Noir’s rising star

Featuring razor-sharp dialogue and scheming gangsters, Jukebox is a novel that makes Clerkenwell the backdrop for a gritty crime caper.

Andre Paine talks to author Saira Viola about her satirical targets, EC1 inspiration and Hollywood.

London gangsters have long been a fixture in fiction, from the crime family sagas of Martina Cole to Clerkenwell local Jake Arnott’s bestsellers featuring real-life characters. Now a new author, Saira Viola, has taken inspiration from EC1 and come up with a fresh, satirical take on gangland culture.

“When I was researching the area there seemed to be an old school, gentlemanly kind of attitude [attributed to] the criminals, which is where the satire comes in because a lot of people are glorifying criminality,” Viola explains.

Jukebox is a witty, riotous story populated by larger-than-life characters in EC1. There’s a Jewish mob boss described as the John Gotti of London, a tenacious female journalist who’s sick of celebrity news, and a trainee solicitor who’s desperate to escape the fusty legal world and break into the music industry. As the novel’s ostensible hero, Nick is no straight-laced legal eagle – he’s a swaggering, sociable thrill-seeker known as the “prince of Clerkenwell”.

These three characters are thrown together along with comical villains, aspiring rock stars and a 21st century shaman in a novel that’s notable for its heady, rhythmic prose style, which was inspired by hard-boiled crime, Beat writers, the poetry of Baudelaire – and rock.

“One of the greatest poets is someone like Paul Weller,” says Viola. “Within three minutes, he has a social polemic and there’s a tenderness as well as a passion.”

She was also influenced by post-war US crime writer Chester Himes. “He writes from the streets,” she says.

It was the streets of Clerkenwell that she turned to for Jukebox, which features several recognisable locations, including The Eagle gastropub, Fold Gallery (recently relocated to Fitzrovia), Smithfield Market and the now defunct TARDIS club. Sculptor Nick Reynolds – son of Great Train Robbery mastermind Bruce Reynolds – hosted parties at the artists’ studios up until the early Noughties. As it was named after a timetravelling police box, Viola used artistic licence to portray the Turnmill Street venue in a contemporary novel.

While working in London in advertising and as a writer (she’s published poetry and an earlier novel), she was drawn to EC1. “It is an amazing place,” she says. “Everybody knows about gangland Clerkenwell and the Clerkenwell Crime Cartel, but there are so many bohemian artists, musicians, poets and daydreamers.”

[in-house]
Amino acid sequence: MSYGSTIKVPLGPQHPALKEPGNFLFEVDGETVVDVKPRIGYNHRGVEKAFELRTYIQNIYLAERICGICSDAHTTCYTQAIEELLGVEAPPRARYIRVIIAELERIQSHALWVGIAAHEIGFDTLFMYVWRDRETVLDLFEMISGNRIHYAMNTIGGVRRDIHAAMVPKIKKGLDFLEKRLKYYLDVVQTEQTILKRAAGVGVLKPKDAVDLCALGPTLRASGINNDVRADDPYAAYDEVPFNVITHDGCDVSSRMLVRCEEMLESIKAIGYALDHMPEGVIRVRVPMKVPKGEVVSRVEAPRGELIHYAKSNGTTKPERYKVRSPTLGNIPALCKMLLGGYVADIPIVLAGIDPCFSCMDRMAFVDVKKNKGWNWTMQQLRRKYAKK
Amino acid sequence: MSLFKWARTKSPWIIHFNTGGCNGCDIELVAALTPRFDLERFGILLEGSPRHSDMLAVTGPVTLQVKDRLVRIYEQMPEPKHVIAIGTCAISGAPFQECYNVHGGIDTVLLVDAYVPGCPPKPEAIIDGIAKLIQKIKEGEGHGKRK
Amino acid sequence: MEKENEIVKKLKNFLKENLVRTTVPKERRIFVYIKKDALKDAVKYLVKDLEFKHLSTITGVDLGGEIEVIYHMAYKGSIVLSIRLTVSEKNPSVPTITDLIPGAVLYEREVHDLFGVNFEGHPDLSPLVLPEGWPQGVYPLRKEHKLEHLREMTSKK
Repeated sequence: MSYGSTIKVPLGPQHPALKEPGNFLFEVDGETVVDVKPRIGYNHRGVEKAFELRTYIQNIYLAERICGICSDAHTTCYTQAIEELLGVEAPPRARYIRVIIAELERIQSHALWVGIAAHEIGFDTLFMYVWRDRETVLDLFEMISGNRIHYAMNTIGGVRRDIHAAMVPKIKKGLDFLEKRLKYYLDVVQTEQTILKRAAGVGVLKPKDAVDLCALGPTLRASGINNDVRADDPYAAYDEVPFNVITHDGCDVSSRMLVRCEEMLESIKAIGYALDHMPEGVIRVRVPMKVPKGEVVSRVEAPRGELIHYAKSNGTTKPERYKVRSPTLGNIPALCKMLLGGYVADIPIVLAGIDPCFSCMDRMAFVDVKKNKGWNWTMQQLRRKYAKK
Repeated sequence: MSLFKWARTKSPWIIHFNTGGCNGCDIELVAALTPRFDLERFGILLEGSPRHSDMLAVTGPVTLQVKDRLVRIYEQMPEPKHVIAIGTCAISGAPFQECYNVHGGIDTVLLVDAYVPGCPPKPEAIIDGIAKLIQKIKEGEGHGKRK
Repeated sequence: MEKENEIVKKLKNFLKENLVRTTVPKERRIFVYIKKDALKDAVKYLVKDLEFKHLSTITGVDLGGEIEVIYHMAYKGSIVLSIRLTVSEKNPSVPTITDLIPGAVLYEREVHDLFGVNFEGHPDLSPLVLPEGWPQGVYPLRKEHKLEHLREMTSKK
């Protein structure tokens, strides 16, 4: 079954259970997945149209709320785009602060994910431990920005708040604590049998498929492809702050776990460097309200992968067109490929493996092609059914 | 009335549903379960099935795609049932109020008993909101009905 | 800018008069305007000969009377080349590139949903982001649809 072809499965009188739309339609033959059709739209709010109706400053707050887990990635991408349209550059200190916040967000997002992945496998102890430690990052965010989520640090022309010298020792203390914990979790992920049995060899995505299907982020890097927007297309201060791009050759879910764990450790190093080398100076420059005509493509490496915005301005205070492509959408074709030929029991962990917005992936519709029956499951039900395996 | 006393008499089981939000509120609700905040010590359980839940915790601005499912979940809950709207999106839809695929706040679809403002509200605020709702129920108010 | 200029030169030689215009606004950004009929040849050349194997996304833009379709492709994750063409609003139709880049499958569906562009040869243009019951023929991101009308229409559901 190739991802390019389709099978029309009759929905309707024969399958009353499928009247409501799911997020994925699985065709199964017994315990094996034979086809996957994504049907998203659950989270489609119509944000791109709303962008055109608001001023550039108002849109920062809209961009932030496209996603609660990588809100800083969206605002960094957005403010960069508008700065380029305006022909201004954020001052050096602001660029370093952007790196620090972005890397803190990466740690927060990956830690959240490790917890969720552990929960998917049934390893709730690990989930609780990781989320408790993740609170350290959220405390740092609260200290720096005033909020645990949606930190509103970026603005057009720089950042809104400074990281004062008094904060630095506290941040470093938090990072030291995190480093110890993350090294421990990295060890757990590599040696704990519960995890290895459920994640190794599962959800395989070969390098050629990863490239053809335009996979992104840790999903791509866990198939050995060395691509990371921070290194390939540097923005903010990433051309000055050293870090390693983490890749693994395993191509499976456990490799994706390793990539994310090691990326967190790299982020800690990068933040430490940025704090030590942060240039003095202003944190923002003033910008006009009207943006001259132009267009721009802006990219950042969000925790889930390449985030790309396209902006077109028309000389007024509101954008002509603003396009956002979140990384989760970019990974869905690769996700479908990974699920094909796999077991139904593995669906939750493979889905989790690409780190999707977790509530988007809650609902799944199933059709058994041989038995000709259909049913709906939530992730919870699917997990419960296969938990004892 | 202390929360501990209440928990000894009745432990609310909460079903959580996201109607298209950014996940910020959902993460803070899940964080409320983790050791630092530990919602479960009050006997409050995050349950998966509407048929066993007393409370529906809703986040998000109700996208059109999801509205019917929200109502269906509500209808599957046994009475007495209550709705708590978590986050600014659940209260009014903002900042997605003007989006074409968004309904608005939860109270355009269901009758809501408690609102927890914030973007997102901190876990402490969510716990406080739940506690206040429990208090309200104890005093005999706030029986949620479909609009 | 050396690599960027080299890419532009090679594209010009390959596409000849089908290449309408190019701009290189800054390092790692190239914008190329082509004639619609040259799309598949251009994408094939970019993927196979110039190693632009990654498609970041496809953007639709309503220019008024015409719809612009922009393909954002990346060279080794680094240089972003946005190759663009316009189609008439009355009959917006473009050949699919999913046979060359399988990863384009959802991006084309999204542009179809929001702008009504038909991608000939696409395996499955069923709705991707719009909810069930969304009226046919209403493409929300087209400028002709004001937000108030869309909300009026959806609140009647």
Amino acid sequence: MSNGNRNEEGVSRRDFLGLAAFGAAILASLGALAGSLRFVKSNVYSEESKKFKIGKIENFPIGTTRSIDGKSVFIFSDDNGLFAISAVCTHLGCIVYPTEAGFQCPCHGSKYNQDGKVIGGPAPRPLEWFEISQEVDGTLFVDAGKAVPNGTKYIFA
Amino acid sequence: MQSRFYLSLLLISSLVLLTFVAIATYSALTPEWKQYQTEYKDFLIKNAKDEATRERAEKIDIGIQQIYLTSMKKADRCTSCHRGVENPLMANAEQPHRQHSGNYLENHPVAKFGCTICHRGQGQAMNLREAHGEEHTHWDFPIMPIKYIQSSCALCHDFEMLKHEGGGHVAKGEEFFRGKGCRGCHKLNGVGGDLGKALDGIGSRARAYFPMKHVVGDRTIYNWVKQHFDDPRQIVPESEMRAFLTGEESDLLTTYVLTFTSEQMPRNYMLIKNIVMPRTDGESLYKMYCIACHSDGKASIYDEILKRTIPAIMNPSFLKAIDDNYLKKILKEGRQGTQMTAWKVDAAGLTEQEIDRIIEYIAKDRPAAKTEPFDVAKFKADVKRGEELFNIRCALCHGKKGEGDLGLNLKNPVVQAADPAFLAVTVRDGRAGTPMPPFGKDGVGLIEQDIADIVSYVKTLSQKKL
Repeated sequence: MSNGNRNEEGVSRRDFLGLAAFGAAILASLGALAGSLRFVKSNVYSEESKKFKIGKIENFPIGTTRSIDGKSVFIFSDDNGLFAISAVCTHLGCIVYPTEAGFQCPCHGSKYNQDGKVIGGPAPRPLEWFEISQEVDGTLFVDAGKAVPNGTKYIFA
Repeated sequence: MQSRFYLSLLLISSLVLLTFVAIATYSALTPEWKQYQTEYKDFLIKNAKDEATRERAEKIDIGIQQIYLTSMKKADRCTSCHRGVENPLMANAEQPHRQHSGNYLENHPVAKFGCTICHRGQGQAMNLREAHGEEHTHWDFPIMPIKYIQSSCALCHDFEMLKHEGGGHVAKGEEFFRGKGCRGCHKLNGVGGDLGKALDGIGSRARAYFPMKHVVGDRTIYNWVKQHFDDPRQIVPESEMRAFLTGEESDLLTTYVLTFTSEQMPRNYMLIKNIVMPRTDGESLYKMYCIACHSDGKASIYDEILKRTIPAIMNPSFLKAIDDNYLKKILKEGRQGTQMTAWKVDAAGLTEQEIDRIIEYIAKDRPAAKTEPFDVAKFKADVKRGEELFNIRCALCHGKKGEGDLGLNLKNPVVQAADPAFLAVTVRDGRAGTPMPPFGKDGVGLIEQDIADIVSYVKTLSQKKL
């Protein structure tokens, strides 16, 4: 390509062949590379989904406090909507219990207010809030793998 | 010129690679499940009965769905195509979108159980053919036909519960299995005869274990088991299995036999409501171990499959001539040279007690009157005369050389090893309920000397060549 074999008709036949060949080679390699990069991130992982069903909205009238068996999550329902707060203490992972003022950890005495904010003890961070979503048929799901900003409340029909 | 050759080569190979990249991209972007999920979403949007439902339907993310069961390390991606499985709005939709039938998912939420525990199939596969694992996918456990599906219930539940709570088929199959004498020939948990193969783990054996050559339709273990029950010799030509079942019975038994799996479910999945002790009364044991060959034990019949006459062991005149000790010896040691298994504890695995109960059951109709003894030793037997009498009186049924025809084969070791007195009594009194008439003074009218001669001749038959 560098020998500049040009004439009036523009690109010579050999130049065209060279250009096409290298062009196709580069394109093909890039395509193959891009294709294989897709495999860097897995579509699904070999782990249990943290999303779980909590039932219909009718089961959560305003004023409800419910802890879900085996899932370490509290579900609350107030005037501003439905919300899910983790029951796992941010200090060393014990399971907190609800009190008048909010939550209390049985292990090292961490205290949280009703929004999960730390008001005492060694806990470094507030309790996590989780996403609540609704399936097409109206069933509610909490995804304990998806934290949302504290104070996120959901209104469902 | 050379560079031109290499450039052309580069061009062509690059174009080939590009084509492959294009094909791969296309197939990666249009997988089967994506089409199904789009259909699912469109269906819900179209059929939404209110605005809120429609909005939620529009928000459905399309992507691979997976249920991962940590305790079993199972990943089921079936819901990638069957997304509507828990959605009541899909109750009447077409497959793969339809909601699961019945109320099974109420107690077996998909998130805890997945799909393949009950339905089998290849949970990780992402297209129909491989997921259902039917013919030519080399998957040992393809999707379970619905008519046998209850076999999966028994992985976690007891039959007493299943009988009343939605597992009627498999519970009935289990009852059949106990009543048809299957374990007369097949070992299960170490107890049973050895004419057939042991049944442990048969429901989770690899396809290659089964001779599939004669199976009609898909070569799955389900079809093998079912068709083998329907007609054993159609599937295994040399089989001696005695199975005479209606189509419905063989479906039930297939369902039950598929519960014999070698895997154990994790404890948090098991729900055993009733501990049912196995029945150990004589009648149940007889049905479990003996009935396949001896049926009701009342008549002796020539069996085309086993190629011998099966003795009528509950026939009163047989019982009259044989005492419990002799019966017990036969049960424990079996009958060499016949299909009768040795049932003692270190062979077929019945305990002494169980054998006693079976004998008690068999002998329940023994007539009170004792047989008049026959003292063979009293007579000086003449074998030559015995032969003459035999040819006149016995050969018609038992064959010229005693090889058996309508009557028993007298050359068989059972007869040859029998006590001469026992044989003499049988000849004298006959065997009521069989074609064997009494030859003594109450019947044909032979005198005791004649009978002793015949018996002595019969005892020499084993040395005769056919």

With her international background, including early childhood spent in various African countries and a recent spell in the US studying and working at a New York law firm, Viola brings an outsider’s perspective to EC1. She hung around London’s legal heartland off Chancery Lane, eavesdropped on conversations in pubs and met some “colourful” characters.

‘Clerkenwell deserves to be on the literary map’

“Clerkenwell is a hotbed of creative influences with a bohemian insanity that lends itself well to London noir,” adds Viola. “It certainly deserves to be on the literary map of London.”

Of course, Charles Dickens first wrote about the criminal underworld of Clerkenwell in his 1838 novel Oliver Twist. “He wrote for the times and his writing created social reform,” says Viola. “Dickens is one of my favourite authors of all time.”

Having moved from Africa to London in the Nineties, escaping into books was her way of dealing with the upheaval. Today she still considers herself a “punk outsider” (she once wrote lyrics for a short-lived band called Suburban Acid).

Viola had early discussions with major publishers, but she was unwilling to compromise her writing style for Jukebox. Having signed a deal with tiny independent Bloodhound Books, it was published with a cover blurb from poet Benjamin Zephaniah and found a readership as an ebook.

The online success of Jukebox has led to movie interest – our interview has to be arranged around a trip to meet film producers in LA. “They really liked the characters,” says Viola. There’s also talk of a theatrical adaptation.

Of course, low-key publishing origins are no barrier to success in the digital age: Fifty Shades of Grey and The Martian both started out small and ended up on the big screen.“The rules are changing,” agrees Viola.

This rising star of crime fiction is already fielding offers for her next novel, which is set to feature a female mob boss. “She’s not going to be one of your hackneyed female mobsters, she’s going to be super cool,” says Viola. You wouldn’t expect anything less from this sharp, satirical author.


“Jukebox” (Bloodhound Books) is available in paperback and ebook